The Falcon Hypersonic Technology Vehicle II launched Aug. 11 from Vandenberg Air Force Base, near Lompoc, Calif., with a goal of splashing down nearly 4,900 miles away — and 30 minutes later — near The Marshal Islands, but that didn’t quite work out. The test flight was the product of DARPA funding and Lockheed Martin production and the arrowhead-shaped glider was attached to an eight-story-tall Minotaur IV rocket. It is part of a system intended to reach speeds of up to Mach 20 to deliver a military strike anywhere on earth within one hour. In Thursday’s test, like a prior test, telemetry was lost prematurely.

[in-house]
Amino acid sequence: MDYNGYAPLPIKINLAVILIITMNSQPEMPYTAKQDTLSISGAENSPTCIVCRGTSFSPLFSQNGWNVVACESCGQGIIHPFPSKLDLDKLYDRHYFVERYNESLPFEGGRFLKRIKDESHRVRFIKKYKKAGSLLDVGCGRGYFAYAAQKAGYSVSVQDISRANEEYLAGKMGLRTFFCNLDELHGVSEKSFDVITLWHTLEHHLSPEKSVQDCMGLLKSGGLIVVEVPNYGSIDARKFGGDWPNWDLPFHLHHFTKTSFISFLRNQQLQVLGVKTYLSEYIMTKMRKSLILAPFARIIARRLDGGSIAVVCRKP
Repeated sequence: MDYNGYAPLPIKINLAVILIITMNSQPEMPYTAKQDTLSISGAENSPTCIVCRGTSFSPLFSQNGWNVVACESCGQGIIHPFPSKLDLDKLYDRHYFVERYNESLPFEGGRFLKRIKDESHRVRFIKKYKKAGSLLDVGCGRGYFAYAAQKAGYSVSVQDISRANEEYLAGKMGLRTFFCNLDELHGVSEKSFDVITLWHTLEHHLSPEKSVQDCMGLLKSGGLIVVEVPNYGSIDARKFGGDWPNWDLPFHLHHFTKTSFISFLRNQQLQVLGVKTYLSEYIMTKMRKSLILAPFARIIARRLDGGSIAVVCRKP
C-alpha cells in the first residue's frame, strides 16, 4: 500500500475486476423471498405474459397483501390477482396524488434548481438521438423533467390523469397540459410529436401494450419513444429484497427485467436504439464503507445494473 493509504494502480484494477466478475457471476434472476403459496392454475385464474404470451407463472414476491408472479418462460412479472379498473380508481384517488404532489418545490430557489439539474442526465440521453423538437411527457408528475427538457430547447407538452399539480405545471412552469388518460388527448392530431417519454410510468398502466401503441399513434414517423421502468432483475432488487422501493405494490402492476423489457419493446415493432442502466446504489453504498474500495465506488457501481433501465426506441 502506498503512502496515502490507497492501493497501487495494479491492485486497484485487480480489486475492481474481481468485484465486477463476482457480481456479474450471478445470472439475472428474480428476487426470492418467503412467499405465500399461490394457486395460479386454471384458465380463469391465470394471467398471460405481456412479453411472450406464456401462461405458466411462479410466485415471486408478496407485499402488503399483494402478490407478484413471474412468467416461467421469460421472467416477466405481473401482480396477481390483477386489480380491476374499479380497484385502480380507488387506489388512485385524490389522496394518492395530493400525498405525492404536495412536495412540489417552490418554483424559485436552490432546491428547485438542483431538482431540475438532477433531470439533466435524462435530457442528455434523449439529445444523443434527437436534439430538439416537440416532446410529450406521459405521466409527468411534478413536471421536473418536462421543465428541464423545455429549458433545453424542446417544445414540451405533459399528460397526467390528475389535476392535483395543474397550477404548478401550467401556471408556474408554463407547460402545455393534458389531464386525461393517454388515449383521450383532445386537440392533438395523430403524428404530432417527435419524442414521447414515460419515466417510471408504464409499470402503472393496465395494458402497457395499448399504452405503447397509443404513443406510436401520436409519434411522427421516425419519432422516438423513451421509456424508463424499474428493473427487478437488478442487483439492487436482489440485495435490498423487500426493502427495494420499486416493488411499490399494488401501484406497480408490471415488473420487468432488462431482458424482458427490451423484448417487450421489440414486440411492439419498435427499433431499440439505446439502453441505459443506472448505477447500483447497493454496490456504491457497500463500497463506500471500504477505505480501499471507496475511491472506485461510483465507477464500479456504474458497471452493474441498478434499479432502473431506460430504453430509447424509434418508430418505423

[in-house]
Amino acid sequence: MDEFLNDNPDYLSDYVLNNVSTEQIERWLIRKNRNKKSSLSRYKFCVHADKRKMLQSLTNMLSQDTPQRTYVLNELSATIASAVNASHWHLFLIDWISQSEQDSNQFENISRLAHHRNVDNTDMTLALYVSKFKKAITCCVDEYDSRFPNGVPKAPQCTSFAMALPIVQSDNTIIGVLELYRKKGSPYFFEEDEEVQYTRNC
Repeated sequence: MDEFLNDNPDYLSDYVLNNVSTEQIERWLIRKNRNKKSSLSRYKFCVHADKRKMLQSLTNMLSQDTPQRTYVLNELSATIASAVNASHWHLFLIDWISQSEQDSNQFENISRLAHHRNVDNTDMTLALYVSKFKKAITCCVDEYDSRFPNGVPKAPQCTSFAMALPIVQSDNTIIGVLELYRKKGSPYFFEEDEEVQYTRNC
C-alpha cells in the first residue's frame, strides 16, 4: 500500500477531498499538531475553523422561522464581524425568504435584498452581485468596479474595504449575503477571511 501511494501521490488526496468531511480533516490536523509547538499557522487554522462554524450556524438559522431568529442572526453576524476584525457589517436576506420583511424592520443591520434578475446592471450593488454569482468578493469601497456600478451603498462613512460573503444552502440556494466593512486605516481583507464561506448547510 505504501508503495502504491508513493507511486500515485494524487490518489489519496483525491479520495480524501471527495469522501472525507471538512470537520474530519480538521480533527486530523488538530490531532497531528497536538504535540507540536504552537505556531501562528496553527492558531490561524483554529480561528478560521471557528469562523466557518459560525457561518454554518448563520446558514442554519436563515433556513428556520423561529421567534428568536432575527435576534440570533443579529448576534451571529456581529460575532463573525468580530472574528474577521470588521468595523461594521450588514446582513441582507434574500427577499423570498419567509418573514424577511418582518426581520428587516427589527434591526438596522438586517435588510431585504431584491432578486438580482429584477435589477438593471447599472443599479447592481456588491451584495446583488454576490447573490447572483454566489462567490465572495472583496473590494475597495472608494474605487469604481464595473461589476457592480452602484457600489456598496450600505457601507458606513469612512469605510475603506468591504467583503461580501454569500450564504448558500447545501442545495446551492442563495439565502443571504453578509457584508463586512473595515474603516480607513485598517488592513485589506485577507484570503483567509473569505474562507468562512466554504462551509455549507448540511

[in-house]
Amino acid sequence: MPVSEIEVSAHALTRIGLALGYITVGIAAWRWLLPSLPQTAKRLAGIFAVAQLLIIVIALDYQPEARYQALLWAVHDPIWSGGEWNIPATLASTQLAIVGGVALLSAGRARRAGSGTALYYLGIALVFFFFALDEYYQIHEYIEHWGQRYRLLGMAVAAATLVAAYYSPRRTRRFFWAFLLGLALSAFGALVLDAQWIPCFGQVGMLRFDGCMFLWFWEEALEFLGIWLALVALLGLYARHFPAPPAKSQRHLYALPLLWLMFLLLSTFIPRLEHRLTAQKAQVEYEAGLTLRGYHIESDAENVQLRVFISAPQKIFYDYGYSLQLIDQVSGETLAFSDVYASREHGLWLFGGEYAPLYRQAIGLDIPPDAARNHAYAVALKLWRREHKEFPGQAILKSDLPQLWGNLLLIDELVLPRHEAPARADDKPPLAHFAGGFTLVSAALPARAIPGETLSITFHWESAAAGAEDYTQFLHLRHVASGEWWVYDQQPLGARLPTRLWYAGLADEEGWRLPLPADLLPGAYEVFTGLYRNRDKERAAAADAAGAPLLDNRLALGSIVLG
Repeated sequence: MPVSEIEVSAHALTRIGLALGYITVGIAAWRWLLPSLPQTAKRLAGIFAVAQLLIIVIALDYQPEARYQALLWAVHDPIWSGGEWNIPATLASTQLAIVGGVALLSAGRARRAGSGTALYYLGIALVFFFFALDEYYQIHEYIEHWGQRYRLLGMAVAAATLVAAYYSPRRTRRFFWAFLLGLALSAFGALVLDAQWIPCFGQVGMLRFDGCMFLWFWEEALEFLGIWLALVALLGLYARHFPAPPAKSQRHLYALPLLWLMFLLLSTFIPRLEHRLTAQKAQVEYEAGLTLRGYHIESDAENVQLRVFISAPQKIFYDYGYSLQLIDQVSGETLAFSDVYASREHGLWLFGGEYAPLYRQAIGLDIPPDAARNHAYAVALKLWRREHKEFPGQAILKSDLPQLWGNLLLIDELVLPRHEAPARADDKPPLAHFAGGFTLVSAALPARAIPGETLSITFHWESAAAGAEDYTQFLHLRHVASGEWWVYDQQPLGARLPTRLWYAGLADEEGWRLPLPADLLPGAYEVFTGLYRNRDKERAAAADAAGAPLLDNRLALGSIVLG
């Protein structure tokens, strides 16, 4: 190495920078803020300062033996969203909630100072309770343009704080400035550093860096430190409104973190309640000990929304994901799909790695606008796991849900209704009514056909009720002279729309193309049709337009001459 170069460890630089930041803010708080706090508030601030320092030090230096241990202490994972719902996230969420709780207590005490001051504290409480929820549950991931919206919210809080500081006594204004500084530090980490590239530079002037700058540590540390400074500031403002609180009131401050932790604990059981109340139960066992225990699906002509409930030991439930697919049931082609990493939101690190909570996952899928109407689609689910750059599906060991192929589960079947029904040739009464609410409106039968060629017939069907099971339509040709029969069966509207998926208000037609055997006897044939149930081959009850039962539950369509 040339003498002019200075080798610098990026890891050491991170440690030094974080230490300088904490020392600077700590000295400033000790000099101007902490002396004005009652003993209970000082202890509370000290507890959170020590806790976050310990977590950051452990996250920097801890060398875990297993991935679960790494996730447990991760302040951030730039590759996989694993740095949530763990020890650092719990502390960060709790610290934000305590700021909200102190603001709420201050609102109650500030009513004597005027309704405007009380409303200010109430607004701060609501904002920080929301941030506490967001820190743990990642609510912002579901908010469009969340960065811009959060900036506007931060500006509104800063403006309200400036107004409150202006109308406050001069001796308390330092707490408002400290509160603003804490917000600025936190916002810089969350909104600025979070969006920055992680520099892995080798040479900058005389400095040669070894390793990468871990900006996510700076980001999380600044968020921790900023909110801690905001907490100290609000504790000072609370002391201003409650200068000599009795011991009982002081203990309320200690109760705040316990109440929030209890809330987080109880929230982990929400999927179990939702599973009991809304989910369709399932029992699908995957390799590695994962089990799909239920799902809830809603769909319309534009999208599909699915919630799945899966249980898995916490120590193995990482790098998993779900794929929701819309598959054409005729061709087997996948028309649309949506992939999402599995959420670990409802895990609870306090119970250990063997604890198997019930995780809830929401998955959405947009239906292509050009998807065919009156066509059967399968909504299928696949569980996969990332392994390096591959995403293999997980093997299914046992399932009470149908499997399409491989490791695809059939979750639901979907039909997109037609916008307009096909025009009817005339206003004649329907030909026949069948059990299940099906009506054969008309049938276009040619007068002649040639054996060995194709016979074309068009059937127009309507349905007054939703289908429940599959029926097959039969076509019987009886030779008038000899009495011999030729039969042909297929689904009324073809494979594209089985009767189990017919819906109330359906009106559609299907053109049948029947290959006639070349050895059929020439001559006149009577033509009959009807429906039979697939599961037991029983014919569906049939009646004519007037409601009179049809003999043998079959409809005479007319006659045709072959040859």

Thursday’s test launched the Falcon into the Earth’s upper atmosphere where it would have covered the bulk of the about 4,900 miles. If researchers figure out the system’s faults, the vehicle should be able to leave from Los Angeles and pass Hawaii about 15 minutes later. On the test flight plan the vehicle was meant to make a sharp descent into the atmosphere and then level off. If proven, the system could cover the distance from Los Angeles to New York in 12 minutes. A previous test saw the vehicle travel for nine minutes before controllers lost contact. Data collected from the new test will be used to confirm theory and expand knowledge of hypersonic flight.